COLORADO SPRINGS — On June 8, 2002, one of the most devastating fires in Colorado history began to burn.

A US Forest Service case study notes the fire was called in at just before 5 p.m. that day, in an area south of Tarryall Creek and Highway 77 near Tappan Mountain, north of Lake George. The fire involved Park, Jefferson, Douglas, and Teller Counties.

The fire, which was human caused, burned for 20 days, scorching more than 138,000 acres and destroying 132 homes and hundreds of other structures. Six people died, including five firefighters who died in a traffic accident on June 21, 2002 while they were traveling to the Hayman fire from Oregon.

According to Denver news outlets and CNN, a US Forest Service worker, Terry Lynn Barton, admitted to starting the fire, but said it was an accident. Barton claimed that on the day of the fire, she “burned a letter from her estranged husband.” However, evidence later made public cast doubt on that story.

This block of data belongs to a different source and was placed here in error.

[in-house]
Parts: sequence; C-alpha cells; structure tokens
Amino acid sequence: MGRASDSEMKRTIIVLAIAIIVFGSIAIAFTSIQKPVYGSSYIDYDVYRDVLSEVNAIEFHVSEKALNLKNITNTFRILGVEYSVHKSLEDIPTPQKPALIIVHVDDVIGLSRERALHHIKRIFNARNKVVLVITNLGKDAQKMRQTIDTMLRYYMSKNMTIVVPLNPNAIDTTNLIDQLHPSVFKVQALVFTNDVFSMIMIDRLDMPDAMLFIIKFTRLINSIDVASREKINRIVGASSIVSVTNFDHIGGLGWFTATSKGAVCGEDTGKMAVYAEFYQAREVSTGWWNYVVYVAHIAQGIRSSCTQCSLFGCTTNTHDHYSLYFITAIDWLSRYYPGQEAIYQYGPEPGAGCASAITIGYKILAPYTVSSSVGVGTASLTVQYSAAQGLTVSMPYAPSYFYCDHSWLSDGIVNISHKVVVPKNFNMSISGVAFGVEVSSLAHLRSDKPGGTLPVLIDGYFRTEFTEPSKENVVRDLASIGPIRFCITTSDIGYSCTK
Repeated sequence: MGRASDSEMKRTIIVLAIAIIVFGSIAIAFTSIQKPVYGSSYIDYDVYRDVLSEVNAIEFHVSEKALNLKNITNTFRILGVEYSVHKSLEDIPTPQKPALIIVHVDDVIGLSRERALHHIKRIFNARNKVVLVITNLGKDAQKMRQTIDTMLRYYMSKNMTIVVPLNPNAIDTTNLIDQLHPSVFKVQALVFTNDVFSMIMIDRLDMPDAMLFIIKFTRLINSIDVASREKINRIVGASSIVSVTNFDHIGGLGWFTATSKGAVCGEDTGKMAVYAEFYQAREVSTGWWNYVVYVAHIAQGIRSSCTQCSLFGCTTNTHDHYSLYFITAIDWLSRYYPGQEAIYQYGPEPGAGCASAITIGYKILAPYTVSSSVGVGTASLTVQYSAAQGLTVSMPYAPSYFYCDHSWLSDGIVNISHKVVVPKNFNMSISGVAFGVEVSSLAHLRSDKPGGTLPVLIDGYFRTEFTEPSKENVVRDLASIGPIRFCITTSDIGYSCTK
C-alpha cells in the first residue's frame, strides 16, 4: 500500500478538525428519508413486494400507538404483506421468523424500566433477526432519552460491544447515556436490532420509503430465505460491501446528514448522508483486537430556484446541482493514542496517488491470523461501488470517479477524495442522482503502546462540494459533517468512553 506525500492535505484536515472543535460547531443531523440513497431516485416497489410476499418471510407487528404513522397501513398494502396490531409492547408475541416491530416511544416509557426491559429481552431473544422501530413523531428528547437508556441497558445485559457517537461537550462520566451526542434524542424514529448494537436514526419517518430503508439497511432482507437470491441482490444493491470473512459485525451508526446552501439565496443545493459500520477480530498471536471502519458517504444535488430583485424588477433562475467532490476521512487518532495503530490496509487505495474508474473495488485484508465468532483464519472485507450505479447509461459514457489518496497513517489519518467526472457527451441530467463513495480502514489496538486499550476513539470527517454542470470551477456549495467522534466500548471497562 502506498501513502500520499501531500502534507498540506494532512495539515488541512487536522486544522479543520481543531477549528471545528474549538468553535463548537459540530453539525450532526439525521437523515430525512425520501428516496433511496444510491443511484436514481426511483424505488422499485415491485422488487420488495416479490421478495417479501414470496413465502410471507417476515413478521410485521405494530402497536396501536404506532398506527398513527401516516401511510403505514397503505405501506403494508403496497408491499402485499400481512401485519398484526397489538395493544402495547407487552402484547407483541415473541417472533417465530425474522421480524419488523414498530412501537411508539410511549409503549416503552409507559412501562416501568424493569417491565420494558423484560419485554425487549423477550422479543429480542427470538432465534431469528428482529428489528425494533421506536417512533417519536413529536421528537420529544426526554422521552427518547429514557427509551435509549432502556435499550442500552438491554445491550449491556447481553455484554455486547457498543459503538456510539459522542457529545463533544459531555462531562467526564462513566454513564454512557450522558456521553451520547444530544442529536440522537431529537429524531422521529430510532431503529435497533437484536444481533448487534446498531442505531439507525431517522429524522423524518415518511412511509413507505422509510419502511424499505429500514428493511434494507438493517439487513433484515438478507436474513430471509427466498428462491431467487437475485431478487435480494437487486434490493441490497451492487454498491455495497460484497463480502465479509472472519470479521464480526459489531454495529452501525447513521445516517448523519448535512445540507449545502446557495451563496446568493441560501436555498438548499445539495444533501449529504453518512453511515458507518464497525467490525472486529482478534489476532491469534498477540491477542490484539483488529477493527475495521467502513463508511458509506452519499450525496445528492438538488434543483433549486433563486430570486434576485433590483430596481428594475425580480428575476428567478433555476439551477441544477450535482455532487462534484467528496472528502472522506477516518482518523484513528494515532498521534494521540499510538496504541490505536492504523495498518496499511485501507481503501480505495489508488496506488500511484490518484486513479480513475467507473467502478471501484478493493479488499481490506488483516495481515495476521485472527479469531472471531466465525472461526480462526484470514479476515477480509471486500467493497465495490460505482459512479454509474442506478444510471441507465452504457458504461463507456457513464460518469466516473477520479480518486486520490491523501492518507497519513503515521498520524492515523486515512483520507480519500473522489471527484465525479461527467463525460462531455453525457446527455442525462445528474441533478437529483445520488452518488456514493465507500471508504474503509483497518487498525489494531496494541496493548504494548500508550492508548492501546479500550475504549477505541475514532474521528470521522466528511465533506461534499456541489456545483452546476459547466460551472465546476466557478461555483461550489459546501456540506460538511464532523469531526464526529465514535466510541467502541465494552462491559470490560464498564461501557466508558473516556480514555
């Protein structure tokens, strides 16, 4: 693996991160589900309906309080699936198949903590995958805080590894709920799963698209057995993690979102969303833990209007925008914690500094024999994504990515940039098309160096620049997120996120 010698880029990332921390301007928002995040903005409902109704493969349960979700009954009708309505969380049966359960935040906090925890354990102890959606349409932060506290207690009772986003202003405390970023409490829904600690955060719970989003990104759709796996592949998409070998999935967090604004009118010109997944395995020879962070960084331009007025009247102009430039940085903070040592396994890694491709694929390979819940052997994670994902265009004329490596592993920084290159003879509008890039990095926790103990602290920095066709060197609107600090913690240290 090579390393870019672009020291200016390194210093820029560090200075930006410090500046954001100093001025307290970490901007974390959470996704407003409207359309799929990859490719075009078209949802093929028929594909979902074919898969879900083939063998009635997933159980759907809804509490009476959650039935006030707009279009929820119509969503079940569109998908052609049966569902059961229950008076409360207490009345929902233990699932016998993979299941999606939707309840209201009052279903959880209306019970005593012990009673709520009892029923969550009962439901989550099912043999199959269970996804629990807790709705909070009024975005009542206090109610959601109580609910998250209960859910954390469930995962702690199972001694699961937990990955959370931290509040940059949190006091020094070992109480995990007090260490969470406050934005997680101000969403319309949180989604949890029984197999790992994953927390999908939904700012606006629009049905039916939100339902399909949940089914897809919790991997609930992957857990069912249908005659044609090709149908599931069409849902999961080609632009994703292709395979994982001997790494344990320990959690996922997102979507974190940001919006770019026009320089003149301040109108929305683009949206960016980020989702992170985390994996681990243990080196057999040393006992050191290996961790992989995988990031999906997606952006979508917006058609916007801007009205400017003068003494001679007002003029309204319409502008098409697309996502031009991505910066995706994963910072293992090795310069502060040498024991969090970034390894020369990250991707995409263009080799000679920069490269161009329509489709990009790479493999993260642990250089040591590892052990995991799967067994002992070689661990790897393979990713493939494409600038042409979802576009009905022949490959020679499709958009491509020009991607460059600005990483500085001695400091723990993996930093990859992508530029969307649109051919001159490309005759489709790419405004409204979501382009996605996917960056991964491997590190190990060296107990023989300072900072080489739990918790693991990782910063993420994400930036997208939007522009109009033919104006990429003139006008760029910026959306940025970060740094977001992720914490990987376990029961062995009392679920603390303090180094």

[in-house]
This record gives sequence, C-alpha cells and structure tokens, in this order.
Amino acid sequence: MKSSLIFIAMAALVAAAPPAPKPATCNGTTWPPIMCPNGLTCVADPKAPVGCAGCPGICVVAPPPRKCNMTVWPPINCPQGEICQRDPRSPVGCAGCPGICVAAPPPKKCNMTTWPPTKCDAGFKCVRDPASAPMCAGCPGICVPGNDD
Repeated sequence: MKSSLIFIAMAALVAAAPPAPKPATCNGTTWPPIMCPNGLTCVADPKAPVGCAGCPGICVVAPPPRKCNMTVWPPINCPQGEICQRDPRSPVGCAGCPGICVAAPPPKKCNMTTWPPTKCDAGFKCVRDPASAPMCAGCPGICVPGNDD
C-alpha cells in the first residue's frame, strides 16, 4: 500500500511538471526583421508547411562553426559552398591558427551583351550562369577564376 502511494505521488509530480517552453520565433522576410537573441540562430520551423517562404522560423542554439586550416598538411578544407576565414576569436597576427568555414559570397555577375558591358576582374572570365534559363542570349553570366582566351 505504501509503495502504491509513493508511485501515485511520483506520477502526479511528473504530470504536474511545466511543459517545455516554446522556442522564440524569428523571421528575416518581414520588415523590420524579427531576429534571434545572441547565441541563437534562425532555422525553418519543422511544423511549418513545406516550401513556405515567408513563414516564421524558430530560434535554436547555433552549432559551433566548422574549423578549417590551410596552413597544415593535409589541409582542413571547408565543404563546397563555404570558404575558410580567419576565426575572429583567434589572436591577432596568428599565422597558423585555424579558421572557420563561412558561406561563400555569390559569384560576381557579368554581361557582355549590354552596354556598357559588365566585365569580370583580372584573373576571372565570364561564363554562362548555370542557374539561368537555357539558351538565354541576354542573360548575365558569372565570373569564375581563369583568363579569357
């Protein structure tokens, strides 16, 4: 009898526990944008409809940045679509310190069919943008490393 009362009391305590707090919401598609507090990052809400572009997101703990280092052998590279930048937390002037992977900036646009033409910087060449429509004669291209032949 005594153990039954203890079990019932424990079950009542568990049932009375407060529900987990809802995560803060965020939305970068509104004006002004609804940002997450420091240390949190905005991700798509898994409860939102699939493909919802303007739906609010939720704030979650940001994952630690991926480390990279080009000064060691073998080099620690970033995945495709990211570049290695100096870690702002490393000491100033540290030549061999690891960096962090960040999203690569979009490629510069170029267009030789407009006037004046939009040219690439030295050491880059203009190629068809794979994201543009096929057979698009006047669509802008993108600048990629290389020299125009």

Barton pled guilty to arson charges, spent time in jail, and was ordered to pay $42,501,424.55 in restitution.

Years later, firefighters touring the burn scar left behind, remembered the shock they felt when responding to the Hayman fire.

“Even for the seasoned veterans at the time, it was something they hadn’t seen a lot of.” said Robert Dungan with the Northeast Teller Fire Department. “It was kind of intimidating for all of us.”

Since then, people in the area have been relieved to see new growth in the area.

“Last spring was the first spring that I’ve ever looked out, and I didn’t see black, and in spots there was some new aspen growth,” said Jean Blaisdell of Community Wildfire Protection Plans in 2013. “You could see some green, but for the most part it’s just as black as it was.”